PREMIERE: Nicole Boggs & The Reel Infuse “None of Your Business” with ’70s Rock Nostalgia

Credit: Duende Vision

Nicole Boggs is unwilling to be put into a box, both socially and musically. Since the singer-songwriter released her jazzy debut album Overcome in 2013, her sound has ventured into different genres with the help of guitarists/songwriters Alex Kramer and Sam Gyllenhaal and bassist Loren D. Clark, who together form Nicole Boggs & The Reel. Their latest single, “None of Your Business,” exemplifies the group’s versatility as well as its latest mission: to bring back ’70s rock ‘n’ roll.

“28 long days ago, you passed the joint and said you didn’t love me/And all that I could think to say is, ‘That’s a whole lot of bad news to get at breakfast,'” begins the single, a tongue-in-cheek declaration of independence from a an ex-lover. The song was inspired by a turbulent breakup Boggs went through, but she says it’s more broadly “a ‘fuck you’ to anyone who is standing in your way.”

In contrast to Boggs’ soul and jazz-inspired solo music, “None of Your Business” and the rest of the Nashville-based band’s eponymous EP (out July 3) is heavily influenced by bands like The Beatles and Fleetwood Mac. Boggs also hears hints of ’90s Sheryl Crow in the single, which was recorded during a live show at Nashville’s Ocean Way studio — quite possibly because she brought in Nashville musicians who had worked with Crow for it.

The video similarly gives off nostalgic vibes, with the band members divided into Brady Bunch-esque quadrants in between flashes of psychedelic imagery and old TV shows, along with footage of them doing everyday things, like chopping vegetables. Boggs jokes that the only idea she had for the video before making it was that she wanted to incorporate fruit — and, indeed, you will spot her on the floor surrounded by fruit toward the end.

“If you watch the video, you can kind of tell there wasn’t a plan,” says Gyllenhaal. “I think that makes it more fun to watch just because of all the random stuff we do in that video.”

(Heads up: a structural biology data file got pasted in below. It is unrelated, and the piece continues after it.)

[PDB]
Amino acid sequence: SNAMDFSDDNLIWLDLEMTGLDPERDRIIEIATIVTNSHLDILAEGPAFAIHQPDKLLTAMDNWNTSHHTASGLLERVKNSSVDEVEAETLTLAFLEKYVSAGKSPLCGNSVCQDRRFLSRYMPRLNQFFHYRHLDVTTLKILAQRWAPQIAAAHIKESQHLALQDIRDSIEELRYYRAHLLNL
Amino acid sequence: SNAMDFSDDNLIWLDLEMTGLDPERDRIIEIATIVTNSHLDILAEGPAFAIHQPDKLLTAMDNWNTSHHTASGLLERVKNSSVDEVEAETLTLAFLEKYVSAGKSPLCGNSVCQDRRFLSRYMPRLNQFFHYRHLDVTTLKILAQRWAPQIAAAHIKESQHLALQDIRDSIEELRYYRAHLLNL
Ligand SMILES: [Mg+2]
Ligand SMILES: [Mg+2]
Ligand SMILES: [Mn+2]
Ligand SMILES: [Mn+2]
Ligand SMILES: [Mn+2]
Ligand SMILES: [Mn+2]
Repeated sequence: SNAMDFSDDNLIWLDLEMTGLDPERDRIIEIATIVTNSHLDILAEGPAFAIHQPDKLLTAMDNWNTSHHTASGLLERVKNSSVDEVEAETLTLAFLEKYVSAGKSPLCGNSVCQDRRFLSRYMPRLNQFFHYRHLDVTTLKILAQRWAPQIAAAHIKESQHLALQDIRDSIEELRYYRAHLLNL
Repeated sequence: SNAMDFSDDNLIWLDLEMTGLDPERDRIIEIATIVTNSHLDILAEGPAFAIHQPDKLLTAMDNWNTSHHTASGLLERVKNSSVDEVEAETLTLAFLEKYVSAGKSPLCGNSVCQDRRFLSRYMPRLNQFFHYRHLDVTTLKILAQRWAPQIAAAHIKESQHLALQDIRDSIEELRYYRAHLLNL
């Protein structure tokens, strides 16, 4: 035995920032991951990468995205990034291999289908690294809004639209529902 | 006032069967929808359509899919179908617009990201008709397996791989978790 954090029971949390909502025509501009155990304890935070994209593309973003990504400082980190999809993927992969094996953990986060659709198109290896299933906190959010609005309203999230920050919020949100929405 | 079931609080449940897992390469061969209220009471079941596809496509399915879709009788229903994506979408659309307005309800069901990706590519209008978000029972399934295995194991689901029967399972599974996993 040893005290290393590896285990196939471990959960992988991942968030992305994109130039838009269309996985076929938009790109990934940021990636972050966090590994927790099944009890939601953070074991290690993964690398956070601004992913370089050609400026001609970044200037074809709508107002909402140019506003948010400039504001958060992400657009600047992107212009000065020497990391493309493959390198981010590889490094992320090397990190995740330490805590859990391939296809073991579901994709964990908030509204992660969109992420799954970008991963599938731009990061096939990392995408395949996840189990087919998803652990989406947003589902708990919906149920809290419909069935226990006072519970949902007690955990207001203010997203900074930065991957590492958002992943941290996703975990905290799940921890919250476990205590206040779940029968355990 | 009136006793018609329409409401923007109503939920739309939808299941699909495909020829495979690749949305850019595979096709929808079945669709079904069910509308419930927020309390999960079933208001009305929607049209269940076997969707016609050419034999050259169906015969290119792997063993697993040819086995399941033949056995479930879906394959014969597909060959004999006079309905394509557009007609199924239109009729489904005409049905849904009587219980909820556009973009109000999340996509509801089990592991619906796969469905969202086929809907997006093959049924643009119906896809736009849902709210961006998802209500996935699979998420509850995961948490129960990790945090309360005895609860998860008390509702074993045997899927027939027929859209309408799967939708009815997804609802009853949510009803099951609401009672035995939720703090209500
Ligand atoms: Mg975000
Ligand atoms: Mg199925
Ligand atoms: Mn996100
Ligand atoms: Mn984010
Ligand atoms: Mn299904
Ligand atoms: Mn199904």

This is the first EP the group members all wrote together, which makes it more cohesive than their past work. Their personalities shine through sarcasm, loud three-part harmonies, and fun, energetic grooves you can’t help but stop and listen to – and of course, all those guitar riffs. “We were having trouble finding a regular keyboard player, and everything happened to be built around the sound of three guitars, which in of itself creates something that feels more dry and aggressive and in-your-face,” says Boggs.

The songs are each in their own way about “not taking shit and standing up for yourself,” says Boggs, who took inspiration from her own experience as a woman in the music industry. On the first single, “Money,” which draws from conversations she’d had with industry big-wigs, she declares her unwillingness to sell her soul for fame. “I’m Gonna Break Your Heart,” a single released in April, is one of the band’s bluesier tracks, with hints of the Black Keys, as Boggs warns a future lover, “I’m a mean bitch and I tear everything apart.”

The band is currently working on new material that responds to turbulent times with their most political music thus far, in light of recent instances of racial violence and protests against police brutality.

“I see that being the future for us,” says Boggs. “We’re standing up for the injustices right now, and these are the tools we have to do so.”

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